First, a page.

Individual Differences in the Belief in a Just World and Responses to Personal Misfortune

  • Carolyn L. Hafer
  • James M. Olson
Part of the Critical Issues in Social Justice book series (CISJ)

Abstract

According to just world theory (Lerner, 1977, 1980; Lerner, Miller, & Holmes, 1976), people have a basic need to believe that the world is a just place—a place where individuals get what they deserve and deserve what they get. The belief in a just world provides an explanation for people’s responses to the suffering of others, especially their tendency to blame innocent victims for their fate (see Lerner & Miller, 1978, for a review). Rubin and Peplau (1975) proposed that individuals differ in the extent to which they actually believe the world is a just place. Studies investigating the relationship between individual differences in just world beliefs and attitudes toward suffering generally show that strong believers in a just world have a greater tendency to blame victims for their misfortune and a greater acceptance of general social inequalities than do weak believers (e.g., Clyman, Roth, Sniderman, & Charrier, 1980; Dalbert, Fisch, & Montada, 1992; Furnham, 1985; Furnham & Gunter, 1984; Glennon & Joseph, 1993; Smith, 1985; Wagstaff, 1983; Zuckerman, Gerbasi, Kravitz, & Wheeler, 1975; see Furnham & Procter, 1989, for a review).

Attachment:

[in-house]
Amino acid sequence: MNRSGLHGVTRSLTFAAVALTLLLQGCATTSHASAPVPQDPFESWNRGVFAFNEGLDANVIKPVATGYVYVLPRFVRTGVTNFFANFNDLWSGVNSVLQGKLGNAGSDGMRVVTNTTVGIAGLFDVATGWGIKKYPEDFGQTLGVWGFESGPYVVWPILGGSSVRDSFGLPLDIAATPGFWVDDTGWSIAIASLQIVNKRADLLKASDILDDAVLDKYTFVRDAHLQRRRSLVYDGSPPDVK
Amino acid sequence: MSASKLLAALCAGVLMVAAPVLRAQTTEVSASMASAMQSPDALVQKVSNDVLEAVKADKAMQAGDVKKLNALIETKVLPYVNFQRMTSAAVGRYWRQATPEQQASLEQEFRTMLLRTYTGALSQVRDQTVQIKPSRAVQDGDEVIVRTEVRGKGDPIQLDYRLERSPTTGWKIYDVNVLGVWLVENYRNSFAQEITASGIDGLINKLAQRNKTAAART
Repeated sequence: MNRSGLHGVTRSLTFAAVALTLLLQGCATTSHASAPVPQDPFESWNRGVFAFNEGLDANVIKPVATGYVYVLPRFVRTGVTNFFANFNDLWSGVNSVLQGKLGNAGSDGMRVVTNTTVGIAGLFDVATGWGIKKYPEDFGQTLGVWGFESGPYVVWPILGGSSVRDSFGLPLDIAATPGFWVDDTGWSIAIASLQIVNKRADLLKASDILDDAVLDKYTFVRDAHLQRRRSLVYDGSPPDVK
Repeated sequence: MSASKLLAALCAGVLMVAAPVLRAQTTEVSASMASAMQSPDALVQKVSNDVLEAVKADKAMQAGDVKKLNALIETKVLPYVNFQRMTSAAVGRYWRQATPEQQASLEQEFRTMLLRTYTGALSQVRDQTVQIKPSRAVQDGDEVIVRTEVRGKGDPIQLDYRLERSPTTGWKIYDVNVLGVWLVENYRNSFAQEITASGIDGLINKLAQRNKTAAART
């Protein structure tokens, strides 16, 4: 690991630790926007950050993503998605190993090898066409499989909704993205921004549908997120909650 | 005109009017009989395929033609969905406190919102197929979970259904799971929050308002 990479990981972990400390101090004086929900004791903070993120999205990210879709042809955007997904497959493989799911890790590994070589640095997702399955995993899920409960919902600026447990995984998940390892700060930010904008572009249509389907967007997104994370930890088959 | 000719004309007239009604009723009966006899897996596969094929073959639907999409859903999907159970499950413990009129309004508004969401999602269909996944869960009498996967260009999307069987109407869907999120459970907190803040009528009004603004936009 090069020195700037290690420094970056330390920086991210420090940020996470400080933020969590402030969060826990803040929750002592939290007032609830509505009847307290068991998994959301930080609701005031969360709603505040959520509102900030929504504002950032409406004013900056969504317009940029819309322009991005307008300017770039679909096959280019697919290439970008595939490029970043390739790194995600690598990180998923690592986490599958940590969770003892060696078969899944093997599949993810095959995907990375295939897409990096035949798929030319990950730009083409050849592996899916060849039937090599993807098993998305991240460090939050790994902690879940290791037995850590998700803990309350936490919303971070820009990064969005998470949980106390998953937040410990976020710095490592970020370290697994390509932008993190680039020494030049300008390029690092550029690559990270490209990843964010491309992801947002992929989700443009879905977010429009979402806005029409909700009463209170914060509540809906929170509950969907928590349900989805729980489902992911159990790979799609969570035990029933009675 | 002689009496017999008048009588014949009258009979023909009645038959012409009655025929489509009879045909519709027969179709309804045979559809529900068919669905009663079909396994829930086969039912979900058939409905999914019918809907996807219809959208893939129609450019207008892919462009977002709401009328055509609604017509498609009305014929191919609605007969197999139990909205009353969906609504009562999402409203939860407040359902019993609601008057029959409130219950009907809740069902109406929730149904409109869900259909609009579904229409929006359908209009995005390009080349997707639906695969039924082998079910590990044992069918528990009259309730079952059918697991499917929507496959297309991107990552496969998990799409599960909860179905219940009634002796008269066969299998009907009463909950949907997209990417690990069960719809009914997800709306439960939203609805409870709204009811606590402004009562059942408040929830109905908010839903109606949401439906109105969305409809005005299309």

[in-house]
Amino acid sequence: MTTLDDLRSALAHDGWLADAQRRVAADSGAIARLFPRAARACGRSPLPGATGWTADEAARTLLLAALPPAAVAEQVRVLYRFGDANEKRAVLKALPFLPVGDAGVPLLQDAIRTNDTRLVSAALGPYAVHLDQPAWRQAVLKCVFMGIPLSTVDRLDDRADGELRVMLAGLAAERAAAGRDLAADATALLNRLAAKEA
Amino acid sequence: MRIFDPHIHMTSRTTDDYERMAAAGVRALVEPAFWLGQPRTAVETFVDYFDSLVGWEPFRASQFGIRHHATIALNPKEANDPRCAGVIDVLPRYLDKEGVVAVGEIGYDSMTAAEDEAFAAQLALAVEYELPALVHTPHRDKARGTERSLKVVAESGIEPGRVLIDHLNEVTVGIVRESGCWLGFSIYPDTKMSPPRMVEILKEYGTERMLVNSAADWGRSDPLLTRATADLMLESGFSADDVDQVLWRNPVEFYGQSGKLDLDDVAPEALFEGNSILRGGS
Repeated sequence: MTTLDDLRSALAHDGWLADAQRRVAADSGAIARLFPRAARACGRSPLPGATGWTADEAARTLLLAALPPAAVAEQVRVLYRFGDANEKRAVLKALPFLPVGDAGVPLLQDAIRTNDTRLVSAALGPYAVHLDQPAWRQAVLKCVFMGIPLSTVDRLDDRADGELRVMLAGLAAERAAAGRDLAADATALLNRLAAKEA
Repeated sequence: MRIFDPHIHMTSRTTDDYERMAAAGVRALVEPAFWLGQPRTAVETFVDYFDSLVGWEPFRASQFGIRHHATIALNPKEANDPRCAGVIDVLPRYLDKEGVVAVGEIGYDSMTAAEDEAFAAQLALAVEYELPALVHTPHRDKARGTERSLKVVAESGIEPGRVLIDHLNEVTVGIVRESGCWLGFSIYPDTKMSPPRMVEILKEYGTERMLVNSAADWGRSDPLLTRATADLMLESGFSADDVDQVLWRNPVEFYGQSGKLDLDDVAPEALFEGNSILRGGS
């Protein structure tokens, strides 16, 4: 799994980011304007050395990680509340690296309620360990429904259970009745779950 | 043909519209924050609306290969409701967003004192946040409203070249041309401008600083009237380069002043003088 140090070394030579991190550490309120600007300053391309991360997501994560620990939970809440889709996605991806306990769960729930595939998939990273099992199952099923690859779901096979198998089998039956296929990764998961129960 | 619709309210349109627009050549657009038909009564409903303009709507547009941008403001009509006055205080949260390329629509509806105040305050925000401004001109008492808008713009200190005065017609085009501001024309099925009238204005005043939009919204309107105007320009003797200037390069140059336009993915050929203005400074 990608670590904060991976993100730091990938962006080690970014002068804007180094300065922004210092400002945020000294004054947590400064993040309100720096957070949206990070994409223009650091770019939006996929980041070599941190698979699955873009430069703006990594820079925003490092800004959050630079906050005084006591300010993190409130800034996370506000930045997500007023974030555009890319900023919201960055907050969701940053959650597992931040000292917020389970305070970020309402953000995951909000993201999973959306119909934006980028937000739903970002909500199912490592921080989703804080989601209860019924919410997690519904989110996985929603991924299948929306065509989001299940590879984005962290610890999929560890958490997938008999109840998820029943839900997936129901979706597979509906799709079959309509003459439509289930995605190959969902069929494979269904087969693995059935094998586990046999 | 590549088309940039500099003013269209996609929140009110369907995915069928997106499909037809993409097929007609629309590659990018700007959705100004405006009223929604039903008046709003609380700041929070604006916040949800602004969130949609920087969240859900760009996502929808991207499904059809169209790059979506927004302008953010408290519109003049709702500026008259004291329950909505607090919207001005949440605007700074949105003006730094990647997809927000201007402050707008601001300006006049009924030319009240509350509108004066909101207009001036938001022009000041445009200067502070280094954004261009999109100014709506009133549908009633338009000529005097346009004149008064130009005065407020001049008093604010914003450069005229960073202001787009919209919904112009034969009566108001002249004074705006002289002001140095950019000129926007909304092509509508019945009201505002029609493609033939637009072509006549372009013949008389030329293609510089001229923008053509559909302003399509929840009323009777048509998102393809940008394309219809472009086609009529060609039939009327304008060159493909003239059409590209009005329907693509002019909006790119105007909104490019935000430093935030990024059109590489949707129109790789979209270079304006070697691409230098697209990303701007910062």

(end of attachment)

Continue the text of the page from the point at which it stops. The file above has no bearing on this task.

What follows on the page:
Keywords

Emotional Response Strong Belief Relative Deprivation Choice Condition Poor Grade 
These keywords were added by machine and not by the authors. This process is experimental and the keywords may be updated as the learning algorithm improves.

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Copyright information

© Springer Science+Business Media New York 1998

Authors and Affiliations

  • Carolyn L. Hafer
    • 1
  • James M. Olson
    • 2
  1. 1.Department of PsychologyBrock UniversitySt. CatharinesCanada
  2. 2.Department of PsychologyUniversity of Western OntarioLondonCanada

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